Wednesday, 20 February 2013

How do you import an Adobe Illustrator (ai) file into Expression Blend?

This another in a brand new series of videos that I am producing for my new YouTube channel HowDoYouDoStuff.

A channel dedicated to short videos on how to do stuff.

In this video, I am going to show you how simple it is to import an Adobe Illustrator (ai) file into Expression Blend.
You can read the transcript below.

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In this video, I am going to show you how simple it is to import an Adobe Illustrator (ai) file into Expression Blend.

It's pretty common to have designers supply you with assets such as logos that they created in Adobe Illustrator. For you to use these assets in your WPF, Silverlight, Windows Phone or Windows Store apps, then you need to import them into your project.

Now I have a WPF project open here but the process will be the same no matter what kind of project you are working with. Just as long as the UI is represented in XAML.

The import couldn't be easier.

You just click on the File menu and select Import Adobe Illustrator File.

In the dialog, locate and select an (ai) file.

When you click the Open button, Expression Blend will import the contents of the (ai) file and convert them into XAML.

If I expand the nodes in the Objects and Timeline window, you can see all of the elements.

The top two elements are canvases that contain the remaining elements.

The remaining elements are Paths and if I click each one in turn, you will see each of the bike images selected at some point.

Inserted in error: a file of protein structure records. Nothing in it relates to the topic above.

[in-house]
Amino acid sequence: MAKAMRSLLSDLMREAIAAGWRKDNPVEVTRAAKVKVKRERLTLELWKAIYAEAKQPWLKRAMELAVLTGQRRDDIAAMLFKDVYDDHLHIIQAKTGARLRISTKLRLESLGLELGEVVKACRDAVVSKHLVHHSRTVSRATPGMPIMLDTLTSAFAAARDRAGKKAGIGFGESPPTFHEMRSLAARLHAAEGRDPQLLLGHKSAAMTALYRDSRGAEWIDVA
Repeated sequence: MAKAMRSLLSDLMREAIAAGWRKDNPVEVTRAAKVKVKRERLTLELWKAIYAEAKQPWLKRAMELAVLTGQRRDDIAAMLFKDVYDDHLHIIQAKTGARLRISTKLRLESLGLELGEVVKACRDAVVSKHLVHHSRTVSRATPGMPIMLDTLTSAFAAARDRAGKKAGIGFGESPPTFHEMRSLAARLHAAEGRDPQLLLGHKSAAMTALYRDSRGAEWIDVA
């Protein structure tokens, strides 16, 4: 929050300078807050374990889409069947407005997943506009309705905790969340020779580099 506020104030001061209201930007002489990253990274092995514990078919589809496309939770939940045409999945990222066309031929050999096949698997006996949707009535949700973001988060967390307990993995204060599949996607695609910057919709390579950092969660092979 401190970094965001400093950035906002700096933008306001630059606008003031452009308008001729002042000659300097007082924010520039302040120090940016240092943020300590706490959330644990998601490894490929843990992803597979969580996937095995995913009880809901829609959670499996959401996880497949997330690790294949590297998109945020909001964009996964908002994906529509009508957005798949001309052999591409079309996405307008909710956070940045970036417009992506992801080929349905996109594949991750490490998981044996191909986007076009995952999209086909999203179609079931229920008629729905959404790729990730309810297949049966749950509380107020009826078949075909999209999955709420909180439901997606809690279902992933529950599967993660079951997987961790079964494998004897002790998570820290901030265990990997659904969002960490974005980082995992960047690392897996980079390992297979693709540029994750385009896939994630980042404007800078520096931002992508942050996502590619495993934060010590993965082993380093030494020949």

Let me click on the XAML button to reveal the mark-up.

All of this XAML was generated when I imported the (ai) file.

One of the key factors with UI represented with XAML is that of 2D vector graphics.

These elements will scale very well which is important when you are creating UI for a wide number of devices and screen sizes.

Now although the entire contents of the (ai) file have been imported, perhaps I only require the three bike silhouettes.

So I'll select those three elements in the Objects and Timeline Window and cut them to the Clipboard.

As for the rest of it, I'll simply delete it.

I can now paste back the three elements into my LayoutRoot grid control.

How simple is that?

Now then. I want to show you something that we can do with an asset produced in XAML and I only need one bike to do it.

I'll delete these two bikes here.

Now look at this remaining bike in the XAML view.

It is a XAML Path element.

Consequently, the shape produced is produced in 2D vector graphics and so scales well.

Let me contrast that with an identical image file.

I'll add an existing (jpg) image to the project and then drag it onto the design surface.

Now look. The images look the same but in fact, the one that I have just added is an image file output using an Image control, whilst the original bike is actually a Path element.

Now I have already mentioned that our Path will scale well but as it is a FrameworkElement, we can actually apply colour to it.

It has a Fill property. And I can set that property to any colour I like. Perhaps even at runtime.

We could use a variety of brushes such as a RadialGradiantBrush  and set various GradientStops to assorted colours. We could even apply VideoBrushes. Something you couldn't do with a (jpg) file displayed in an Image control.

So here's the workflow. Your designer creates the graphical assets in Adobe Illustrator and hands you the (ai) file. You take this file and import it into your project. Once you have pruned any unwanted elements, you are free to use the remaining assets any way you wish.

There you have it.

In this video, I have shown you how easy it is to import an Adobe Illustrator (ai) file into Expression Blend.

I'll produce some more videos dealing with XAML resources just as soon as I have uploaded this one.

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See you soon

Phil Stirpé
"I don't do average!"


1 comment:

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